Game designers, please do more research than playing some other WW2 game for a few hours. Diligent fans, this is an issue worth making patches for. Besides being just plain wrong, this is a substantial and unwarranted disadvantage for what is supposed to be "the greatest implement of battle ever devised." And that's according to General Patton, who (speaking of memes) knows a little more about fighting than you do, pal, because he invented it!

    • The M1 Garand could be reloaded before its clip was empty - but I think shooting the rest of the bullets and putting a new clip was faster.

    • Re: (Score:3, Insightful)

      by lyinhart ( 1352173 )
      The article doesn't features game with actual weapons like Call of Duty, it instead features weapons that don't actually exist yet as they are portrayed in games. I hope someone else does a comparison with how weapons work in Modern Warfare 2 with their real-life counterparts, kind of like how Top Gear did comparisons with Gran Turismo and real life cars.
    • by Sycraft-fu ( 314770 ) on Monday February 22, 2010 @09:09AM (#31228326)

      This list was about sci-fi/non-real weapons that in fact DO have at least a somewhat functioning real counterpart. It wasn't about real weapons that are in games. However in general, whining about real weapons not being real enough in games is silly. Games are, well, games. They aren't meant to be real. Things are done in the interest of fun. One thing you see extremely commonly is that magazines are magical. That is to say if you do a tactical reload, you keep all the ammunition that was in that mag, yet every one you insert in to the weapon is full. Of course the real world doesn't work that way, but pissing around with loading magazines is boring in a game. It is done for fun and gameplay, not for realism.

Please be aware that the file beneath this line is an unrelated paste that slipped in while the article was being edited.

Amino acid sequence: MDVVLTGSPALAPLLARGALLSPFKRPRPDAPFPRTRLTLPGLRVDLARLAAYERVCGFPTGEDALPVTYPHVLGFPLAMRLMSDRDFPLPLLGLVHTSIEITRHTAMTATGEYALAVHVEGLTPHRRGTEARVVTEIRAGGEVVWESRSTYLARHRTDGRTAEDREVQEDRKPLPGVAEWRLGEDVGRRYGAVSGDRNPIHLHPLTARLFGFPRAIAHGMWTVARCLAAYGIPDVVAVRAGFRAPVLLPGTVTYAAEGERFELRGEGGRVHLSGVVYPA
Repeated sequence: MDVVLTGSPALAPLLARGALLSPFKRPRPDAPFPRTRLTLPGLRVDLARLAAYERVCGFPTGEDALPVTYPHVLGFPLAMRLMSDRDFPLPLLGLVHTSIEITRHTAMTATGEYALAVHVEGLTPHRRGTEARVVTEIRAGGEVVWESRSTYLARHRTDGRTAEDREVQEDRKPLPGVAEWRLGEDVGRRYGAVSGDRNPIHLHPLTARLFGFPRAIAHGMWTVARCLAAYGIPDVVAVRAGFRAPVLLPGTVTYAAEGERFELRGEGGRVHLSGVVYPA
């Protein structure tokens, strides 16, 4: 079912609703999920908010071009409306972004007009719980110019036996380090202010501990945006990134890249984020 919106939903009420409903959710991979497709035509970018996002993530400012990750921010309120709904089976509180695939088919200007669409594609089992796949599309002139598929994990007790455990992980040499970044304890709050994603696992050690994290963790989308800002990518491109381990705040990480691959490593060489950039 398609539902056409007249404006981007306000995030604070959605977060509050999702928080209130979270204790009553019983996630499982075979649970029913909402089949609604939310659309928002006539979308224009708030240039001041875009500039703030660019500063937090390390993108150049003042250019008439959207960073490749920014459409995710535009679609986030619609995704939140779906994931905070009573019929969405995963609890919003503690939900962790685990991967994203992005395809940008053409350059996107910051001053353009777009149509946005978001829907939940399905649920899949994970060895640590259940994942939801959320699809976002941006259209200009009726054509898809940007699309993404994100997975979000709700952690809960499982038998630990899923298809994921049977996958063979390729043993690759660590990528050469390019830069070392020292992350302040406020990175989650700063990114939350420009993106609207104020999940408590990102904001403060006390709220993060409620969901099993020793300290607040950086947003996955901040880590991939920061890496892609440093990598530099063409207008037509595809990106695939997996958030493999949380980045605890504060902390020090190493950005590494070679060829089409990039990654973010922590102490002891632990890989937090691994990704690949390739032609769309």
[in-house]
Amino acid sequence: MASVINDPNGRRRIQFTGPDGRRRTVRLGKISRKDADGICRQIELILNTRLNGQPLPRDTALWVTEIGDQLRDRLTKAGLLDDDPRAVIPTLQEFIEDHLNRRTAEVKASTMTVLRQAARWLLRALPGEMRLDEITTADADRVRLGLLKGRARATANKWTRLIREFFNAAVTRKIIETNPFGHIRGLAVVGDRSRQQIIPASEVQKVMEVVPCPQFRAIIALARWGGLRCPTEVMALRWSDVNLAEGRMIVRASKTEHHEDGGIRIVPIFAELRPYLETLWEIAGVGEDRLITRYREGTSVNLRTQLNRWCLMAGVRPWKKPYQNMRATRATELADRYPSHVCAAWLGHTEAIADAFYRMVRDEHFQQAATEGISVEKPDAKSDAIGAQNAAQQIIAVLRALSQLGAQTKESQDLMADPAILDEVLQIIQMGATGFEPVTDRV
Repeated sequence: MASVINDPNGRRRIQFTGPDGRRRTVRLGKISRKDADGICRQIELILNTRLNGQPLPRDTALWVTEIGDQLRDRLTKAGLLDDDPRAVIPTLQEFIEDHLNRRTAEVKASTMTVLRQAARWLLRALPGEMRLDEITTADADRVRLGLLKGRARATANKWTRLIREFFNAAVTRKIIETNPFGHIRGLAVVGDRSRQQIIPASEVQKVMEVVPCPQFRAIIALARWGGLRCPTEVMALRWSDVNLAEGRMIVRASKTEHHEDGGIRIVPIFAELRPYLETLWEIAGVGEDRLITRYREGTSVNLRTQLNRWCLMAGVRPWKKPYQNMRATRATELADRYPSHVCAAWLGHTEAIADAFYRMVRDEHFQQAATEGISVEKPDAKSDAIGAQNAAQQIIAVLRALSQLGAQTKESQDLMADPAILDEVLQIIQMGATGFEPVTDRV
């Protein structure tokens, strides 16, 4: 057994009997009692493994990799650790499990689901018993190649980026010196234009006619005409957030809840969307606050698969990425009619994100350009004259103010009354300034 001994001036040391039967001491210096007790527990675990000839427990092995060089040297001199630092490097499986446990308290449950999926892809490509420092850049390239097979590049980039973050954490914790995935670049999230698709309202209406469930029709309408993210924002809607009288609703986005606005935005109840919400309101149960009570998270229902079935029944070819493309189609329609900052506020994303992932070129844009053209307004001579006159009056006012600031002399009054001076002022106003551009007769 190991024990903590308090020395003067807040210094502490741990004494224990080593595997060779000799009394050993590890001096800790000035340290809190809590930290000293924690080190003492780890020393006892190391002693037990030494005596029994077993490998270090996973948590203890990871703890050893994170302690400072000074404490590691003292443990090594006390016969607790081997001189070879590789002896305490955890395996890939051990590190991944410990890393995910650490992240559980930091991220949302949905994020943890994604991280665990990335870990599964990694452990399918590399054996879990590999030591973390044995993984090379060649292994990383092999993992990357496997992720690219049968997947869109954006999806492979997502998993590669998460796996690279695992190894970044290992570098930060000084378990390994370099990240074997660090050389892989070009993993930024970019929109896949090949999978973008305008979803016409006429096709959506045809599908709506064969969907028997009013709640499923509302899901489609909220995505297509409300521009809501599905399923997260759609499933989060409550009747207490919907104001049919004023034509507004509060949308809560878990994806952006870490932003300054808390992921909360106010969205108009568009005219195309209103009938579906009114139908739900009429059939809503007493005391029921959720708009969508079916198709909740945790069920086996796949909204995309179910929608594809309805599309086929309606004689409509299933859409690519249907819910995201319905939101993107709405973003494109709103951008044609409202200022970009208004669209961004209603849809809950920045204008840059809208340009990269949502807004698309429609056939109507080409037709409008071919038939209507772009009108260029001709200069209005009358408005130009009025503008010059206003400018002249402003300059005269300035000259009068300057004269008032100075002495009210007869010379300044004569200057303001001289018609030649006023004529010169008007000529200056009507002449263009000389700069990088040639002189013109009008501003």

However, I will give you your point on the M1 clip issue precisely because being able to do tactical reloads makes a game more fun. In general, I like games where you can reload your weapon as often as you like. Fire one bullet and take a guy down? Reload. The point of limited magazines/clips in a game is so that you can't just hose down enemies continuously, not to be perfectly real. So yes, it makes sense to allow you to swap out the clip in an M1 when you like.

      • Clips are different from box magazines. I don't think that extracting the left-over rounds from a Garand clip would be that unrealistic a fuss.

      • Well, except for simulations! Like Operation Flashpoint and ArmA.

    • by tzhuge ( 1031302 )
      I think it's like that in games because it was regular practice to just empty the clip. I'm under the impression that during WW2, it was a regular practice to empty the clip instead of reloading. quoting from wikipedia... " In battle, the manual of arms called for the rifle to be fired until empty, and then recharged quickly. [] "
    • In Call of Duty: World at War you can reload the M1 mid-clip.

  • by Genda ( 560240 ) <> on Monday February 22, 2010 @06:15AM (#31227414) Journal